Rats were not the only critters

FANYs with their dogs

FANYs (First Aid Nursing Yeomanry) with their ambulances and their dogs.


It was time to take my cocker spaniel to the vet for his annual checkup. I reflected, as I lugged him onto the table, what good he would have been to a platoon in the trenches.

None. He is deaf now and incurably mellow.

I did have a rat terrier. She’d have been a small terror in the trenches. Rats on the battlefields grew to be the size of cats, but a good terrier could kill quite a batch in a short period of time. See the result of 15 minutes’ work by the Jack Russell in the soldier’s arms.


Dogs had many jobs in and out of the trenches. Some were police dogs, some were messengers.

Military police dogsMessenger dogs

These dogs, with the German Red Cross, helped get the wounded in.

German Red Cross dogsRed Cross dogs at work

The most famous working dog of the war was the much-decorated Sgt. Stubby, the mascot of the U.S. 102nd Regiment, who served in France with the Yankee Division.  In his eight months of service in combat, he participated in 17 battles. He gave warnings of gas attacks and incoming shellfire and found and comforted the wounded. He himself was gassed and wounded by hand grenades. This is Stubby with his medals.

Sgt Stubby
Eerste Wereldoorlog, Verenigde Staten. De Amerikaanse legerhond Stubby die de rang van sergeant had, overleed in 1926.

Stubby could respond to salutes with salutes of his own, but he wasn’t the only dog in the army who recognized rank. Here is the divisional commander with the divisional dog.

Divisional commander with divisional dog

As well as any jobs they might have had, dogs and other animals were a source of love, comfort and entertainment.


This dog was wounded in a gas attack.

Dog injured in gas attack

This dog would not abandon its owner.

Refugee woman with dog

Is this dog about to take to the skies? Not if that cat has anything to say about it!

Pilot dog with cat


Here are pet cats, bunnies and a surprise.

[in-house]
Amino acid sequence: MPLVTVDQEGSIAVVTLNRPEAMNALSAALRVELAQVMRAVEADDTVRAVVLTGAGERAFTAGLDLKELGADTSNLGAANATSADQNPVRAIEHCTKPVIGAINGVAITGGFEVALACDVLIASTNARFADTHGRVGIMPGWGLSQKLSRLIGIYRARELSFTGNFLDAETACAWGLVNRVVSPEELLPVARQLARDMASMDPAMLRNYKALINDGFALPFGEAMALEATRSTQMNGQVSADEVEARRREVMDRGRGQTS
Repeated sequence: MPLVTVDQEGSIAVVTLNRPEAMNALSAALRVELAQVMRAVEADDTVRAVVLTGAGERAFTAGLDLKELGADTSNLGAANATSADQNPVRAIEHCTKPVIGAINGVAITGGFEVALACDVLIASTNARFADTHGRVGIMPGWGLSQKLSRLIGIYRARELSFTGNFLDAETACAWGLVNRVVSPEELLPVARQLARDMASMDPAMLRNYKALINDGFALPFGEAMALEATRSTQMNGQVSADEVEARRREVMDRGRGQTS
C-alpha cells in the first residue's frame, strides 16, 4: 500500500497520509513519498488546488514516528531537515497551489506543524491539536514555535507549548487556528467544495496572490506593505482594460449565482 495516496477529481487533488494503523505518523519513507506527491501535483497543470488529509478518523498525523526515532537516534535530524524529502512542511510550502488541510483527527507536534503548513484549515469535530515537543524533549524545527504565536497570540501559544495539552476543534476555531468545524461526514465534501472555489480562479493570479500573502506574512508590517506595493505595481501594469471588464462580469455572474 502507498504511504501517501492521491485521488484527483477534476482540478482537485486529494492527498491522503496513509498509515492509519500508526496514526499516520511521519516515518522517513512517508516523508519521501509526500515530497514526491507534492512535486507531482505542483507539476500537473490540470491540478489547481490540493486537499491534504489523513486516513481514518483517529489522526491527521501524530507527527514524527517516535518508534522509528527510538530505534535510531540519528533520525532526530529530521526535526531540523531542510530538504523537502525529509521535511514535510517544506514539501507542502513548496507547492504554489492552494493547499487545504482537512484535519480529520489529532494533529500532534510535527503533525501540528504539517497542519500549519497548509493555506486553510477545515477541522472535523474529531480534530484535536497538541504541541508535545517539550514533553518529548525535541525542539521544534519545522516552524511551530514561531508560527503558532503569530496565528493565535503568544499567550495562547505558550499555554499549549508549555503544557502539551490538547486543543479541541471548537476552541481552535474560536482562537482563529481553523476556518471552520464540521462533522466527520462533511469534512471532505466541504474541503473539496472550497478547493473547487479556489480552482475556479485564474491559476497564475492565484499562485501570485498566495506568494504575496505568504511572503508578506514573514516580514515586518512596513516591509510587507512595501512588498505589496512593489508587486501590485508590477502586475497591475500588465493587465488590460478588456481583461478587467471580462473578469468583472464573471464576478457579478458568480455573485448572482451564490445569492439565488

Canadian with catsailor with cats

Soldiers with bunnies

Soldier with kangaroo Mena Camp Egypt

And this is my very ferocious, steal-pizza-off-your-plate rat terrier, Starburst.


He did what??

zander belinda

My hero did something that completely astonished me. How could he?!? How do we writers think these things up, these bits of story that seem to come out of nowhere? Is it just our subconciouses at work, or is there some font of imagination that we tap into?

However, it happens, it happened to me, and now I have to deal with the consequences. What comes next, what, what?

I am trying that technique where you write down a question — “What happens between this event and the next? What fills that gap?” You write the question on paper: tactile sense, visual sense. You read it aloud: visual sense, auditory sense. I suppose you could lick the paper or smell the ink, but that seems kind of silly. Read it to other people, type it on your keyboard. Read it aloud to yourself just before you go to bed. And when you wake up, you have the answer.


24 hours later: Got it.



tommy writing home

The new project, which bears the unfortunate name of that Gypsy thing, is going well. I’m at the stage where research is so much fun, it takes over my writing time. I have no idea where this story is going, or even what it’s about, but I keep writing, one scene at a time, and trusting that the answers will come organically and any meaning I try to force on it now will only distort the work.

I’m keeping a chart: date, scene(s), word count, time of writing, and how I feel. So far, my predominant feeling is “What is this about?” and my hot time of day is late afternoon, during what I have always thought of as the dead time. 4 p.m. to 6 p.m. is the dead time. If you don’t get something going, you will sit in a meaningless state for two hours that can linger into the evening. It’s the loneliest time of day. Maybe it goes back to Marion — I can remember feeling this way when I was 6 — and the time between getting home from school and supper, when I was waiting for my daddy to come home from work.

We always had supper at 6 p.m., always. After I left for college, I would look at the clock at 6 and feel so homesick. I was lonely after I left home, even when I lived in the sorority house. No one was ever around during the dead time there.

I miss my mother.


Photo: I don’t think this guy needs to do any research. National Library of Scotland.